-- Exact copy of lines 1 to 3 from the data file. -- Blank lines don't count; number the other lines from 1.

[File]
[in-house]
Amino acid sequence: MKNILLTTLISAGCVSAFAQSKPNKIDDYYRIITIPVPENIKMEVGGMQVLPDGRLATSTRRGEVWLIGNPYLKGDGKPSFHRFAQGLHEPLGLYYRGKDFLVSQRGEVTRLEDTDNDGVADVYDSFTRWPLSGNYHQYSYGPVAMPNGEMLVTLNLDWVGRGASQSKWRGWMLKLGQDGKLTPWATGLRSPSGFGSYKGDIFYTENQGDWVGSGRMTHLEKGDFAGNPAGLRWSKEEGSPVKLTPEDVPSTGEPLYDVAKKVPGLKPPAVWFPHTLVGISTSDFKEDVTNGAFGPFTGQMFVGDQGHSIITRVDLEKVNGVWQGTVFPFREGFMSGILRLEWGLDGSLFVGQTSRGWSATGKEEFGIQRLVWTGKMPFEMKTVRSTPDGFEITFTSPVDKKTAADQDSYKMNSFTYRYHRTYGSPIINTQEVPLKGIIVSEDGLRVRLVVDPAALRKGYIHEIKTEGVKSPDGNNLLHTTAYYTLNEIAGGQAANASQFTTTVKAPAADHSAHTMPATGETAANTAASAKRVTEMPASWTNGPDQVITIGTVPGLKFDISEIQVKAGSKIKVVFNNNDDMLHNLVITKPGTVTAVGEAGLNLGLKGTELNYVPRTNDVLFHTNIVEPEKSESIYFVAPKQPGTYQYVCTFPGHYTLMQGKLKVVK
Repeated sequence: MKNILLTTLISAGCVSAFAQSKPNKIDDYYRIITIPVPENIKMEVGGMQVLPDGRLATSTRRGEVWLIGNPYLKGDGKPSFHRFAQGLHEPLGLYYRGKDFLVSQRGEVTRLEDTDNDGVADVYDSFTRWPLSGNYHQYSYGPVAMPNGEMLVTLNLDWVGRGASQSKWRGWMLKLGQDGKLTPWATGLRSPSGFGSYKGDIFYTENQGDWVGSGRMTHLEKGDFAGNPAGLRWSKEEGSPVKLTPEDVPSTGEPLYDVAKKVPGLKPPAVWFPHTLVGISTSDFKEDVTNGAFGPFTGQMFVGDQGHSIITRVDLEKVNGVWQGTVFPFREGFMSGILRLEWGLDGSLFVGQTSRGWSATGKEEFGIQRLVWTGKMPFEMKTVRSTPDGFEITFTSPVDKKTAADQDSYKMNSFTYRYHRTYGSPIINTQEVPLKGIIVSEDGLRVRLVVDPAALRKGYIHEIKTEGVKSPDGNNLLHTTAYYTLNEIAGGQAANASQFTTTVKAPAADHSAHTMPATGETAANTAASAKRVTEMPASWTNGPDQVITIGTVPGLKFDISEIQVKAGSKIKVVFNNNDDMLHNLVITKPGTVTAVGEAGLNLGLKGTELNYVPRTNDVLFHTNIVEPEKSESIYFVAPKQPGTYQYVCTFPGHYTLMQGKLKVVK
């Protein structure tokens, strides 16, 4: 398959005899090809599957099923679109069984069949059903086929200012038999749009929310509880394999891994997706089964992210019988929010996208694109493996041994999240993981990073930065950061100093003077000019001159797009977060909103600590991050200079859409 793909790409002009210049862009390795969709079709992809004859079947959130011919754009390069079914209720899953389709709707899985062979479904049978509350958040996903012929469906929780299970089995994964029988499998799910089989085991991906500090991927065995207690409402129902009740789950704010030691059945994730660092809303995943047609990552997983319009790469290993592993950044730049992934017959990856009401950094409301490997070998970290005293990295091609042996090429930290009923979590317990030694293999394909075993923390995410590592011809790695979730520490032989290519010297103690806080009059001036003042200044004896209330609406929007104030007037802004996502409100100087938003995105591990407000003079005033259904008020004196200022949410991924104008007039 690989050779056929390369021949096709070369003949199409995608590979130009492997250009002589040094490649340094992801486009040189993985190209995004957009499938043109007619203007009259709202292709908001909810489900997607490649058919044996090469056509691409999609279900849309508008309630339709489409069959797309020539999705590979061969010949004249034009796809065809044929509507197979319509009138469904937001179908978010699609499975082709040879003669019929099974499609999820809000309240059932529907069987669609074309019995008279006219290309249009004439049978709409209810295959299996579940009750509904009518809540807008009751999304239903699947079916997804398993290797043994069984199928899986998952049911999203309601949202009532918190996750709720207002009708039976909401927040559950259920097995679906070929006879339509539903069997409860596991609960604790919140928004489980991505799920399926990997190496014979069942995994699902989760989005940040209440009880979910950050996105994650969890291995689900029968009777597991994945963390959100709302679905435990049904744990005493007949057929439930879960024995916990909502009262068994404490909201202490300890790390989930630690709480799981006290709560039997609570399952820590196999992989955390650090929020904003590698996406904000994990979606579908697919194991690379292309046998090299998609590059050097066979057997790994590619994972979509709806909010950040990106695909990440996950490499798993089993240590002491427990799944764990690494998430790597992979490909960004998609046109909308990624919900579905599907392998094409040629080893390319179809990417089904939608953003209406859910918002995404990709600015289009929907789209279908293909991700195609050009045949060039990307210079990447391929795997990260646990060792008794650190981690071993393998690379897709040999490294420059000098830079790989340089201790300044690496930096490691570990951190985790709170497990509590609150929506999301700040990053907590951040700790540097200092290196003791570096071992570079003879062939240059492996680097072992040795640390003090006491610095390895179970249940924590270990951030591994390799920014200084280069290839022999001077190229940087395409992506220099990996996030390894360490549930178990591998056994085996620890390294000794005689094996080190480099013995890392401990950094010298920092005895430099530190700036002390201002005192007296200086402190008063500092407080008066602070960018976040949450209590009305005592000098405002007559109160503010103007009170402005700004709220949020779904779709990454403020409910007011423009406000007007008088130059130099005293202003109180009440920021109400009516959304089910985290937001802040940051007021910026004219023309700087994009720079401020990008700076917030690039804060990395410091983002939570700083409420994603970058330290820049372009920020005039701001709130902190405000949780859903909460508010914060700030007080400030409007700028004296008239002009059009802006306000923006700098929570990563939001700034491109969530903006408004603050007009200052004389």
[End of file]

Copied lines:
[in-house]
Amino acid sequence: MKNILLTTLISAGCVSAFAQSKPNKIDDYYRIITIPVPENIKMEVGGMQVLPDGRLATSTRRGEVWLIGNPYLKGDGKPSFHRFAQGLHEPLGLYYRGKDFLVSQRGEVTRLEDTDNDGVADVYDSFTRWPLSGNYHQYSYGPVAMPNGEMLVTLNLDWVGRGASQSKWRGWMLKLGQDGKLTPWATGLRSPSGFGSYKGDIFYTENQGDWVGSGRMTHLEKGDFAGNPAGLRWSKEEGSPVKLTPEDVPSTGEPLYDVAKKVPGLKPPAVWFPHTLVGISTSDFKEDVTNGAFGPFTGQMFVGDQGHSIITRVDLEKVNGVWQGTVFPFREGFMSGILRLEWGLDGSLFVGQTSRGWSATGKEEFGIQRLVWTGKMPFEMKTVRSTPDGFEITFTSPVDKKTAADQDSYKMNSFTYRYHRTYGSPIINTQEVPLKGIIVSEDGLRVRLVVDPAALRKGYIHEIKTEGVKSPDGNNLLHTTAYYTLNEIAGGQAANASQFTTTVKAPAADHSAHTMPATGETAANTAASAKRVTEMPASWTNGPDQVITIGTVPGLKFDISEIQVKAGSKIKVVFNNNDDMLHNLVITKPGTVTAVGEAGLNLGLKGTELNYVPRTNDVLFHTNIVEPEKSESIYFVAPKQPGTYQYVCTFPGHYTLMQGKLKVVK
Repeated sequence: MKNILLTTLISAGCVSAFAQSKPNKIDDYYRIITIPVPENIKMEVGGMQVLPDGRLATSTRRGEVWLIGNPYLKGDGKPSFHRFAQGLHEPLGLYYRGKDFLVSQRGEVTRLEDTDNDGVADVYDSFTRWPLSGNYHQYSYGPVAMPNGEMLVTLNLDWVGRGASQSKWRGWMLKLGQDGKLTPWATGLRSPSGFGSYKGDIFYTENQGDWVGSGRMTHLEKGDFAGNPAGLRWSKEEGSPVKLTPEDVPSTGEPLYDVAKKVPGLKPPAVWFPHTLVGISTSDFKEDVTNGAFGPFTGQMFVGDQGHSIITRVDLEKVNGVWQGTVFPFREGFMSGILRLEWGLDGSLFVGQTSRGWSATGKEEFGIQRLVWTGKMPFEMKTVRSTPDGFEITFTSPVDKKTAADQDSYKMNSFTYRYHRTYGSPIINTQEVPLKGIIVSEDGLRVRLVVDPAALRKGYIHEIKTEGVKSPDGNNLLHTTAYYTLNEIAGGQAANASQFTTTVKAPAADHSAHTMPATGETAANTAASAKRVTEMPASWTNGPDQVITIGTVPGLKFDISEIQVKAGSKIKVVFNNNDDMLHNLVITKPGTVTAVGEAGLNLGLKGTELNYVPRTNDVLFHTNIVEPEKSESIYFVAPKQPGTYQYVCTFPGHYTLMQGKLKVVK